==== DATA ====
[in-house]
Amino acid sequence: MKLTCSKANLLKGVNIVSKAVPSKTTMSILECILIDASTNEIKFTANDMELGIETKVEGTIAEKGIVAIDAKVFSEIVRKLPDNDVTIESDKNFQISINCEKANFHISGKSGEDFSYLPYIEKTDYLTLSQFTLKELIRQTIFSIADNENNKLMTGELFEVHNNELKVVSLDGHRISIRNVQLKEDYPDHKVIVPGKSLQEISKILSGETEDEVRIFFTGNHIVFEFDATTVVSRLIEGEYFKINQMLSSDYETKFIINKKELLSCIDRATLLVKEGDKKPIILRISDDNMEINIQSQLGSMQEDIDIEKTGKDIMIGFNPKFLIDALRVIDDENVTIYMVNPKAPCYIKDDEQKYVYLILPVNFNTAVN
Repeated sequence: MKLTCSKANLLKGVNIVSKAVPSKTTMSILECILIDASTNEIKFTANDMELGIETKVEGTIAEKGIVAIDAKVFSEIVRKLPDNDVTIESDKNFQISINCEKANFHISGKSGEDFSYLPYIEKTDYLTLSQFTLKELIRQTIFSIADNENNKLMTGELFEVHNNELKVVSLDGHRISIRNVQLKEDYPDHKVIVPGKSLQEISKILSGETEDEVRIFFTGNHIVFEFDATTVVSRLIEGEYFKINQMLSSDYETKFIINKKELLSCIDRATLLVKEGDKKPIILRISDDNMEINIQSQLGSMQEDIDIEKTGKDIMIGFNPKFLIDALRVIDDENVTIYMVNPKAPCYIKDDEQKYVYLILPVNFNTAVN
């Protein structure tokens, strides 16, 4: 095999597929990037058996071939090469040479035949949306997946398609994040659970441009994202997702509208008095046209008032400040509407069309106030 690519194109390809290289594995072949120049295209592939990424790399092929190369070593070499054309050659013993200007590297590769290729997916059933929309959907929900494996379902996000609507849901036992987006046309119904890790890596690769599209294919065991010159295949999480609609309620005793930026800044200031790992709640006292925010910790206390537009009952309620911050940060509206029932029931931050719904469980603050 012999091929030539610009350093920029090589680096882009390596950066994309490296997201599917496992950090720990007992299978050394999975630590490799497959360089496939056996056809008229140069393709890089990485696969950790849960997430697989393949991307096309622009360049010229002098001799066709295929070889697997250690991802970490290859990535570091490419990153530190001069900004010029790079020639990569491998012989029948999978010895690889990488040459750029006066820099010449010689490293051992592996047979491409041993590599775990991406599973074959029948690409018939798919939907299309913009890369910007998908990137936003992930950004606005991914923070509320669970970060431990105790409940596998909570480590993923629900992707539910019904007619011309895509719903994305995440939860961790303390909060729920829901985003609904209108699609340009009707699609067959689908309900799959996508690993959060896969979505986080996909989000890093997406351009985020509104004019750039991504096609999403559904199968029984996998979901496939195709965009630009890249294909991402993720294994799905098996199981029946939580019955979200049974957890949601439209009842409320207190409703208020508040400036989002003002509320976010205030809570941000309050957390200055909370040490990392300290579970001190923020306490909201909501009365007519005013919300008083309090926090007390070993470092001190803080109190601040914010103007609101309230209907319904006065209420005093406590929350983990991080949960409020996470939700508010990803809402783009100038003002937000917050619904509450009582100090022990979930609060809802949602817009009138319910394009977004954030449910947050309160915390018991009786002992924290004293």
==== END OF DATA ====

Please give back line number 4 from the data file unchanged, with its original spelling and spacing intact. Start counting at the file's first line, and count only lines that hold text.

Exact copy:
């Protein structure tokens, strides 16, 4: 095999597929990037058996071939090469040479035949949306997946398609994040659970441009994202997702509208008095046209008032400040509407069309106030 690519194109390809290289594995072949120049295209592939990424790399092929190369070593070499054309050659013993200007590297590769290729997916059933929309959907929900494996379902996000609507849901036992987006046309119904890790890596690769599209294919065991010159295949999480609609309620005793930026800044200031790992709640006292925010910790206390537009009952309620911050940060509206029932029931931050719904469980603050 012999091929030539610009350093920029090589680096882009390596950066994309490296997201599917496992950090720990007992299978050394999975630590490799497959360089496939056996056809008229140069393709890089990485696969950790849960997430697989393949991307096309622009360049010229002098001799066709295929070889697997250690991802970490290859990535570091490419990153530190001069900004010029790079020639990569491998012989029948999978010895690889990488040459750029006066820099010449010689490293051992592996047979491409041993590599775990991406599973074959029948690409018939798919939907299309913009890369910007998908990137936003992930950004606005991914923070509320669970970060431990105790409940596998909570480590993923629900992707539910019904007619011309895509719903994305995440939860961790303390909060729920829901985003609904209108699609340009009707699609067959689908309900799959996508690993959060896969979505986080996909989000890093997406351009985020509104004019750039991504096609999403559904199968029984996998979901496939195709965009630009890249294909991402993720294994799905098996199981029946939580019955979200049974957890949601439209009842409320207190409703208020508040400036989002003002509320976010205030809570941000309050957390200055909370040490990392300290579970001190923020306490909201909501009365007519005013919300008083309090926090007390070993470092001190803080109190601040914010103007609101309230209907319904006065209420005093406590929350983990991080949960409020996470939700508010990803809402783009100038003002937000917050619904509450009582100090022990979930609060809802949602817009009138319910394009977004954030449910947050309160915390018991009786002992924290004293």